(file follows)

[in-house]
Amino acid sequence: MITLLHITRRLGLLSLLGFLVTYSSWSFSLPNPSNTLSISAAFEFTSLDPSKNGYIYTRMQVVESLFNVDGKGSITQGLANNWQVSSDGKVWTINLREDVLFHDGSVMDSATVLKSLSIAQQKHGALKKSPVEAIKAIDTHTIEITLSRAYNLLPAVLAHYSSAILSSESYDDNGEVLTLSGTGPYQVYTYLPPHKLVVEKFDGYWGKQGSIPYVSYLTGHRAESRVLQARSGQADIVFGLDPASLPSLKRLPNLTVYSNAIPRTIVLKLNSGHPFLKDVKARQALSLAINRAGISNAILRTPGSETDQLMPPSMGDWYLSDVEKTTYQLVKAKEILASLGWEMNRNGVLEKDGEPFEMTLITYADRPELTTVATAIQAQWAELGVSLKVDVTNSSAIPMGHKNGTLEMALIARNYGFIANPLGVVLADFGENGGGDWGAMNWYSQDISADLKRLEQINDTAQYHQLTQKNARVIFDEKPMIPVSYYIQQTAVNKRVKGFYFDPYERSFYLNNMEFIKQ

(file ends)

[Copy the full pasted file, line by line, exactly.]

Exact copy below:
[in-house]
Amino acid sequence: MITLLHITRRLGLLSLLGFLVTYSSWSFSLPNPSNTLSISAAFEFTSLDPSKNGYIYTRMQVVESLFNVDGKGSITQGLANNWQVSSDGKVWTINLREDVLFHDGSVMDSATVLKSLSIAQQKHGALKKSPVEAIKAIDTHTIEITLSRAYNLLPAVLAHYSSAILSSESYDDNGEVLTLSGTGPYQVYTYLPPHKLVVEKFDGYWGKQGSIPYVSYLTGHRAESRVLQARSGQADIVFGLDPASLPSLKRLPNLTVYSNAIPRTIVLKLNSGHPFLKDVKARQALSLAINRAGISNAILRTPGSETDQLMPPSMGDWYLSDVEKTTYQLVKAKEILASLGWEMNRNGVLEKDGEPFEMTLITYADRPELTTVATAIQAQWAELGVSLKVDVTNSSAIPMGHKNGTLEMALIARNYGFIANPLGVVLADFGENGGGDWGAMNWYSQDISADLKRLEQINDTAQYHQLTQKNARVIFDEKPMIPVSYYIQQTAVNKRVKGFYFDPYERSFYLNNMEFIKQ